While this spring's Dennis Dean Undergraduate Research and Creative Scholarship Conference may have been “only” virtual, the impact it has had on students is quite real. With the shift mid-semester to all remote work, the Office of Undergraduate Research (OUR) worked hard to create a virtual conference in celebration of the creative and scholarly accomplishments of undergraduate students.

“This experience as an undergraduate researcher has really opened my eyes to how passionate I am about science. I could not have asked for a better experience to lay the groundwork for the rest of my career,” said Rowan Wooldridge about presenting at the conference.

The day-long celebration was aimed at offering undergraduates the opportunity to gain experience communicating their research or creative scholarship while engaging faculty and other students. 

Wooldridge, a senior from Falls Church, Virginia, is set to graduate in fall 2020 with a degree in biochemistry and a minor in philosophy. He plans to pursue a master’s degree in biochemistry at Virginia Tech with his eye on a career in biotechnology.

The most recent item he can add to his resume? He is one of three recipients of the first-ever Undergraduate Research Excellence Award, presented after this year’s conference.

Finalists for the award were identified based on their completion of the Undergraduate Research Excellence Program (UREP), and recipients were selected based on their ability to communicate their research effectively to a broad audience as well as their creative use of visuals and technology to enhance their message.

Alexis Jackson, another award winner, acknowledged that her confidence in her ability to communicate her research resulted from experiences with two different labs, whose leadership mentored her along the way.

"For me, the path to undergraduate research was not straight, clean, or easy," said Jackson, a senior biological sciences major from Richmond, Virginia. “Because of a career and interest change in the beginning of my junior year, I found myself lost in a slew of different career paths with no guidance. With the help of the research program and their events, I was able to network with a lab and received my first undergraduate research experience.”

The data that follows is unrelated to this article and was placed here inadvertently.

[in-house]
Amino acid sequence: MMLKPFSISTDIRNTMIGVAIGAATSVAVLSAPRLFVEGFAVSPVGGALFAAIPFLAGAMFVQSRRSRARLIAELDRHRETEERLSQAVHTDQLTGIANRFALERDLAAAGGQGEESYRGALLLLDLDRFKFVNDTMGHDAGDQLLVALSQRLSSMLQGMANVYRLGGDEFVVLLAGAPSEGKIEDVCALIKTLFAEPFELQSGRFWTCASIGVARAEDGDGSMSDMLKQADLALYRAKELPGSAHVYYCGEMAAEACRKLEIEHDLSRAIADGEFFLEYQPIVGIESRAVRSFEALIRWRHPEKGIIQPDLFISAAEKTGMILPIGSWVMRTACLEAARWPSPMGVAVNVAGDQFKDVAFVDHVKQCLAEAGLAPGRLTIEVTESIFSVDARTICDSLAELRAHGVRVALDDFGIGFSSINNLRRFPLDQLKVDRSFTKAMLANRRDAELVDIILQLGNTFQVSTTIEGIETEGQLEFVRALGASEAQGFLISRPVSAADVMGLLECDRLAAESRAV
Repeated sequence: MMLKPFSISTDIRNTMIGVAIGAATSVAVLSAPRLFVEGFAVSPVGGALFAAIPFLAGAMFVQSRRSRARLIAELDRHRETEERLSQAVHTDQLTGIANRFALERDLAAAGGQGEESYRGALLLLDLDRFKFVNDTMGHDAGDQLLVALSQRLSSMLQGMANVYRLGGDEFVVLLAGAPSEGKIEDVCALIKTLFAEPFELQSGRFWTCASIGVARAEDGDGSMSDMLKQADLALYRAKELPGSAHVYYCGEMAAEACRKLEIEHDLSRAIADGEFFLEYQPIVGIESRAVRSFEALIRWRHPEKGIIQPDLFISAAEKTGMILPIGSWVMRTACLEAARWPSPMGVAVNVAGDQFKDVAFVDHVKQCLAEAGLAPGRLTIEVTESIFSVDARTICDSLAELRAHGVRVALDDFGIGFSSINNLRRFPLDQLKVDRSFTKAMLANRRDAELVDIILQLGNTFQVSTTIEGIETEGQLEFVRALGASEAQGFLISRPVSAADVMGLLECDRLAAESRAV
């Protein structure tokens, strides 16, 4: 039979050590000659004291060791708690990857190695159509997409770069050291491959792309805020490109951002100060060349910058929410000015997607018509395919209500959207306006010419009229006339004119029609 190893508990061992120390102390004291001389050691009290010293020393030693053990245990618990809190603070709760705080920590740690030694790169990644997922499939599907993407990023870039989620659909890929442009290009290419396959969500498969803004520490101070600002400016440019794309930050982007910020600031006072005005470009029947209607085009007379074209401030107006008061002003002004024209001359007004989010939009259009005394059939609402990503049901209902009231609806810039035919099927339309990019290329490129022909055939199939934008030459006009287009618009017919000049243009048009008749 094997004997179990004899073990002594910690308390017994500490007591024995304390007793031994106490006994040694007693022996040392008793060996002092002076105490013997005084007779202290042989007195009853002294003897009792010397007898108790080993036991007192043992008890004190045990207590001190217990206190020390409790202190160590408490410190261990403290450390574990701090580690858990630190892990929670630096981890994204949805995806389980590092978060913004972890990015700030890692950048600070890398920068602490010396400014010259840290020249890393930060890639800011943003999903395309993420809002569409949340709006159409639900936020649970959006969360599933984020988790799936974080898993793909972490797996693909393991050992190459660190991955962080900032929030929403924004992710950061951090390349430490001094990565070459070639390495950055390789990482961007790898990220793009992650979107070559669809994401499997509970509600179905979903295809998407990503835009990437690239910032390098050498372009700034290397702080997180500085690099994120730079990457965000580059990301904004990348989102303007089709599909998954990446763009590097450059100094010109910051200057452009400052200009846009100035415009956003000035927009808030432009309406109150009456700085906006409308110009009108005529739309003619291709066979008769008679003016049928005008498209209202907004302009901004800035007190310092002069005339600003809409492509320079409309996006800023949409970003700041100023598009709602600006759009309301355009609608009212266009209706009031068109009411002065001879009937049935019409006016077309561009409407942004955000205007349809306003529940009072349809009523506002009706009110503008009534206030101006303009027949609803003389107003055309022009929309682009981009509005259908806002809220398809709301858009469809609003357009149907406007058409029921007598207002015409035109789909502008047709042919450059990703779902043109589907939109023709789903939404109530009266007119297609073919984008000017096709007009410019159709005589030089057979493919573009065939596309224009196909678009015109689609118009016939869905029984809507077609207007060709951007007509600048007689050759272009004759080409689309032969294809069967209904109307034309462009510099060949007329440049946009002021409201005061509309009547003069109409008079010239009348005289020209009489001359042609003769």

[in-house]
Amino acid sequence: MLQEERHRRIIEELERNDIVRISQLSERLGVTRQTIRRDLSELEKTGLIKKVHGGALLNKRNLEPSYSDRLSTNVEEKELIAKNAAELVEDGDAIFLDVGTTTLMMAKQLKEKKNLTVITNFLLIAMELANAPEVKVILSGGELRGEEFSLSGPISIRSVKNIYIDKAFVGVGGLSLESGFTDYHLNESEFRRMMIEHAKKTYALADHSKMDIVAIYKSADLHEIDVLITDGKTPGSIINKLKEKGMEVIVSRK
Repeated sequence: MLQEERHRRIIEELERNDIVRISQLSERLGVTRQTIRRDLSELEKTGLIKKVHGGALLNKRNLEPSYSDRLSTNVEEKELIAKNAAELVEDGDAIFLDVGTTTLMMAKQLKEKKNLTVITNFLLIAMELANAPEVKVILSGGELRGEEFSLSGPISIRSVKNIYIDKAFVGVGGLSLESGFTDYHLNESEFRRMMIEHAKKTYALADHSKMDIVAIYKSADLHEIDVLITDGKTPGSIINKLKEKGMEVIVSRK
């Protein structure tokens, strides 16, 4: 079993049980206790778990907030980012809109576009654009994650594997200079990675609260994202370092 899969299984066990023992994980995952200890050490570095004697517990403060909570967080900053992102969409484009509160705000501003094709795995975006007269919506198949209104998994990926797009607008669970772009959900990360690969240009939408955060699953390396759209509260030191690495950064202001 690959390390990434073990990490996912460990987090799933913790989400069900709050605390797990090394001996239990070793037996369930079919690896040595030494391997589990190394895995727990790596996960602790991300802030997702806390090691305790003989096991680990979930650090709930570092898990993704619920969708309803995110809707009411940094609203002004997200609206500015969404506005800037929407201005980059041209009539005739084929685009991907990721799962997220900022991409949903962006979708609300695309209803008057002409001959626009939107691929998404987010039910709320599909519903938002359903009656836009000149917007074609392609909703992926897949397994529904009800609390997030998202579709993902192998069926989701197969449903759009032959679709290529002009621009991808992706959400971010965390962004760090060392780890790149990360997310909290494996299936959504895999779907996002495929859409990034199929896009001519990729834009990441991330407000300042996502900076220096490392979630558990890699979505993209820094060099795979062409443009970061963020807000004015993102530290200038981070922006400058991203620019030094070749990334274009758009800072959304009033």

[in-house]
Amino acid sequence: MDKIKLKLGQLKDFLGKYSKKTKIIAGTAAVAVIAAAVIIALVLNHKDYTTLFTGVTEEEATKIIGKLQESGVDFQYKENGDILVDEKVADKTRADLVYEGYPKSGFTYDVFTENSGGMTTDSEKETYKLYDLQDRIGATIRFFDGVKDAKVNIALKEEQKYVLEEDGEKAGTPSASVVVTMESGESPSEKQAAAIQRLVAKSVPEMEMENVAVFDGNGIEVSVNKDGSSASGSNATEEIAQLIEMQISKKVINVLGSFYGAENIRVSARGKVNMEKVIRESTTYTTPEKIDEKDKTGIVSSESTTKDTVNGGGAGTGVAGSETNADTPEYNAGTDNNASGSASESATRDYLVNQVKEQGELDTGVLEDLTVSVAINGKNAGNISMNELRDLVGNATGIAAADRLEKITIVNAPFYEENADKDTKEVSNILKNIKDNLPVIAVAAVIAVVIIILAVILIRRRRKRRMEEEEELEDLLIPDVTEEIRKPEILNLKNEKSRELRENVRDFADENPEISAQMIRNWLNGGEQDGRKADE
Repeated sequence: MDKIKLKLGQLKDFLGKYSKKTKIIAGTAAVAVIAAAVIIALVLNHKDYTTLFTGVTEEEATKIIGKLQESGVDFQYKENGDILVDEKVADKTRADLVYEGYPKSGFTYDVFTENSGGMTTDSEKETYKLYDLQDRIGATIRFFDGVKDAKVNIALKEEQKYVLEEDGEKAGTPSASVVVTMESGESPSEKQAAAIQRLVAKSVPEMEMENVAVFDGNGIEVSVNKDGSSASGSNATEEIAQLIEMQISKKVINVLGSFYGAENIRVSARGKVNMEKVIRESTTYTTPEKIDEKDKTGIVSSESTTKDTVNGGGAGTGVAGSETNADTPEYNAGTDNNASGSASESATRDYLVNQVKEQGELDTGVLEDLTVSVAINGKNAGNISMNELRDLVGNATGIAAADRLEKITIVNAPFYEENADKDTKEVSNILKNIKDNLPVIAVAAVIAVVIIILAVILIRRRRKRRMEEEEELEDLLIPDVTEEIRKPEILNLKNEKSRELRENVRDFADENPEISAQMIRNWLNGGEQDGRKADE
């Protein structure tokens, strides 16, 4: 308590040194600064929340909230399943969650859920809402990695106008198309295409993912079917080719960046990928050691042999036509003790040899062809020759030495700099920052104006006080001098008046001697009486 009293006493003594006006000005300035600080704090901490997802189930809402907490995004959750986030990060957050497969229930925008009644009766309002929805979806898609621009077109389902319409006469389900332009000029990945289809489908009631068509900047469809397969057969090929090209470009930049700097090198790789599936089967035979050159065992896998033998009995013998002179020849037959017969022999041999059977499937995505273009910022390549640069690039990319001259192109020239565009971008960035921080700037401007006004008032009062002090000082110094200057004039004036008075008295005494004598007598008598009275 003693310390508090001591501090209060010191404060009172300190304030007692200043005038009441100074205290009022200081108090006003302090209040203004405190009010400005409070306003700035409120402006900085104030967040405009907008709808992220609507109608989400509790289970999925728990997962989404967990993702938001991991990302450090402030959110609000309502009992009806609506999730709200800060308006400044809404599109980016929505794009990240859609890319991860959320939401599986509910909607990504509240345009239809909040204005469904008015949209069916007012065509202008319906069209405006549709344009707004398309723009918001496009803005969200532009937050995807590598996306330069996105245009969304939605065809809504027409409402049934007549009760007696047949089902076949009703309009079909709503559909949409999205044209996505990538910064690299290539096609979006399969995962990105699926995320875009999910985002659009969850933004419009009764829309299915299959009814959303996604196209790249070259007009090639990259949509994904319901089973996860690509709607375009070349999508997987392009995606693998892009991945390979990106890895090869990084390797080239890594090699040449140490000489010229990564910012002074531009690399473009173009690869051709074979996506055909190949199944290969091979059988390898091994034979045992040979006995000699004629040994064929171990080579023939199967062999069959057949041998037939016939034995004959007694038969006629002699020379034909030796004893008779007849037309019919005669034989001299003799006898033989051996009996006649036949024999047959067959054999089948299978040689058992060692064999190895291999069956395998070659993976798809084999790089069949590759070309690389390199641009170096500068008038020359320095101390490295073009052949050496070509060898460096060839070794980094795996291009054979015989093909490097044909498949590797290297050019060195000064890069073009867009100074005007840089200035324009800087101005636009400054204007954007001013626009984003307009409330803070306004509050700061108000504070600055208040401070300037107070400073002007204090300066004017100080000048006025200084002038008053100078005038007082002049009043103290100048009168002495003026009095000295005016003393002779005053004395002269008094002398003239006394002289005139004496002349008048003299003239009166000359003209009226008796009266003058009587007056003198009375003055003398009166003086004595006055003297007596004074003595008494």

Jackson said this experience helped her find her new path based on her interests. She also said doing undergraduate research at Virginia Tech led her to some unforgettable teaching and learning experiences that developed her leadership skills, as well as her public speaking and critical thinking skills.

“Not only am I a better scientist, but I am a better person through this program. I also have had the opportunity to travel and network with some of the finest scientists in my field because of my undergraduate research. I am especially grateful for the mentorship and guidance of the Hotchkiss Lab and the Mims Lab at Virginia Tech. They have completely changed my view of what the future of academia and research should look like,” she said.

Like Jackson, fellow award winner Amber Reaney hopes to use her experiences from undergraduate research in her future endeavors, applying the valuable leadership lessons she has learned through graduate school and in her future career. Reaney is a senior biological sciences major with a concentration in ecology, evolution and behavior from Woodbridge, Virginia.

Reaney candidly recognized that doing undergraduate research can present challenges to overcome, having faced some of her own.

“Do I have a 4.0? No. Have I been told that I could never get a meaningful research position because of my low GPA? Yes. Have I been told that I shouldn't pursue graduate school because they would automatically reject me because of my low GPA? Yes. And yet, thanks to nearly three years of undergraduate research experience across three different labs, I've been accepted into the University of Florida's plant pathology master's program, which is one of the top five plant pathology programs in the United States. My GPA has even gone up in the process, and I'll graduate with a 3.0,” said Reaney.

“I really want to say [to other students thinking about doing research], don't let your GPA stop you from pursuing research opportunities. You are not a number; you are a scientist,” said Reaney.

About the award winners

Alexis Jackson presented a research project titled “Sinks and sources: the dynamic contributions of riparian wetlands to catchment carbon budgets.” In considering the role of wetlands in carbon emissions, Jackson’s research helps provide insight into how much carbon is emitted from riparian wetlands and how changing inundation controls carbon fluxes. Her faculty mentor was Erin Hotchkiss of the biological sciences department.